One way you can make a form in Excel more user-friendly is by adding checkboxes to it. There are a few different ways you can do this which I’ll cover and I will also show you how you might incorporate this into a sample pricing sheet.
What you need to do first before you can add checkboxes
Before you can access the necessary form controls, you first need to ensure that the Developer tab is enabled on Excel. If you already have it enabled, you can skip to the next section. If you don’t see it on the Ribbon, then you will need to first go into Excel Options (on Office 365, you’ll find this on the File tab and then at the bottom there will be an Options button; other versions will vary). Once there, you’ll want to select the Customize Ribbon button. Off on the right, you will see a checkbox for the Developer tab:
Once you click OK, you should see the Developer tab on your Ribbon. If you’ve left it at the default position, it should be right next to the View tab.
Next, let’s set up add some checkboxes in Excel!
Method 1: Using ActiveX Controls
On the Developer tab, you’ll see a section for Controls and by clicking the Insert button you’ll see two areas: one for Form Controls and the other for ActiveX. There are checkboxes for both. First, I’ll cover how to use the ActiveX checkbox.
Once you click on the checkbox, your mouse will turn into a cross and what you will need to do is drag and create a rectangle/box for your checkbox to go in:
To modify the checkbox, you will need to right-click on it and select Properties. There, you will have the following options:
There are a lot of fields here but the main ones to focus on for now include the Caption field and LinkedCell. The caption is what shows up next to the checkbox. To keep things clean, I suggest leaving this blank as that will allow you to make the size of the checkbox control smaller. It will be easier to fit it inside of a cell and prevent it from taking up much room. The LinkedCell value is which cell you want to update once you click on the checkbox. There, it will return a True/False value depending on if the checkbox has been ticked or not.
In my example, I have cleared the value of the caption and set my LinkedCell to B1 — the checkbox has been shrunk down to fix into cell A1.
But before you can interact with the checkbox, you need to get out of Design Mode. When you first start inserting the ActiveX control, Excel puts in you this mode so that you don’t accidentally trigger the control. This is also found on the Developer tab, and you will just need to click it so that it is unselected. This is what it looks like if you are in Design Mode:
And this is with it off:
Now that it is turned off, you can test your checkbox. Initially, it may show a greyed out image like this:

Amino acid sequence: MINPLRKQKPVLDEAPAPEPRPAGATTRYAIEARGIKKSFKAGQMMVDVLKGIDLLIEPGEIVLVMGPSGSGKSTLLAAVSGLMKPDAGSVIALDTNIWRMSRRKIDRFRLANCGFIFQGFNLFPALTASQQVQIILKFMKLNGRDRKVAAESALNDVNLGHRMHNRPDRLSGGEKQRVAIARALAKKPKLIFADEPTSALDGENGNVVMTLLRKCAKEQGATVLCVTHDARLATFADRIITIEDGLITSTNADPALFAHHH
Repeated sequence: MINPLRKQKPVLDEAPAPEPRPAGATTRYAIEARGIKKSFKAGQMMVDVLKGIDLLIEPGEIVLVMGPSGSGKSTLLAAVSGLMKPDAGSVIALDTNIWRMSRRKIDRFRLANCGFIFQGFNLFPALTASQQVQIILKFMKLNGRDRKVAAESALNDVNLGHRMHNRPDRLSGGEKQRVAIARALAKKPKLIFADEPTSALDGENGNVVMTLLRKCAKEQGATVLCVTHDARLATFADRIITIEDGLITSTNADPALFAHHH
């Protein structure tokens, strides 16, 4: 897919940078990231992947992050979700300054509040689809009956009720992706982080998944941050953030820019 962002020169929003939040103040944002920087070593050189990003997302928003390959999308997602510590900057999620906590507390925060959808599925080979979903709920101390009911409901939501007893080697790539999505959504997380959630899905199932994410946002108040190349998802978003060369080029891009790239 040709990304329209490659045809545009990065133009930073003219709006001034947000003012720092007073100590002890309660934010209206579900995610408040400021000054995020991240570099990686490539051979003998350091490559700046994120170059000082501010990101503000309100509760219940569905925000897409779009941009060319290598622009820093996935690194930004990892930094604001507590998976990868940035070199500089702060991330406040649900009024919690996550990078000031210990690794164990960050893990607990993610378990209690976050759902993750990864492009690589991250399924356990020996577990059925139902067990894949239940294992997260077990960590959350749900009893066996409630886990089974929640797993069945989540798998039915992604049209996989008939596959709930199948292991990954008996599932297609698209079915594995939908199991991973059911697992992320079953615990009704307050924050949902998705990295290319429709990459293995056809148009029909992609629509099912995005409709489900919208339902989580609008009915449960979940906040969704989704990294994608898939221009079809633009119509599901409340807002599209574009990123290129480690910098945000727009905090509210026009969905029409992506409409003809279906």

This is because your linked cell doesn’t contain a true or false value yet but that will change once you click it:
If you decide you want to change how your checkbox looks, you’ll need to go back into Design Mode, otherwise clicking it will just toggle it from checked to unchecked. If you want more checkboxes, just follow these steps (or copy the existing checkbox) and reference a different linked cell. This is important because if you just copy the checkbox without entering a new cell to link to, they will all link to the same one.
Next, let’s go over the other way to insert checkboxes.
Method 2: Using Form Controls
To create a checkbox using a form control, you will again go to the Developer tab except this time you will select the checkbox from the form controls section. The process will be similar in that your cursor will convert to a crosshair and you can expand the control to be as large or as small as you need it to be.
One main difference you’ll notice with the form controls — they don’t put you into design mode immediately. This means your checkbox is live right away. To set the properties, right-click on the control and click on Format Control. Here, you will want to go under the Control tab, where you will see the following:
The only thing you will need to worry about here is selecting the cell you want the checkbox to link to. You can type it in or click on the up arrow to select the cell. The 3-D shading option will make the control look more like the ActiveX checkbox, which looks sunken. Otherwise, the default form control checkbox looks as follows:
As for the caption that shows up next to the checkbox, if you want to change that, right-click on the checkbox and select Edit Text.
Overall, there isn’t a huge difference in which check box you decide to use. The form control may be preferable only because you don’t have to fumble around with the Design Mode. But either one can get the job done for you.
Using the checkboxes in a pricing template in Excel
Now that you know how you can create the controls, I’ll show you an example of how you might implement them in a spreadsheet. A good one is a pricing list that you might give a customer to determine which options they want to choose. Here’s an example of what that might look like:
The way the template works is by having the linked values hidden; I don’t want the user to see a series of true/false values. And then using IF statements, I can do a lookup on a pricing table to say that if something is checked off, the price gets pulled into the pricing sheet. Since you can’t alter the linked cell without impacting the checkbox itself, using another cell to bridge the gap helps bring everything together.
You can download the sample template here.
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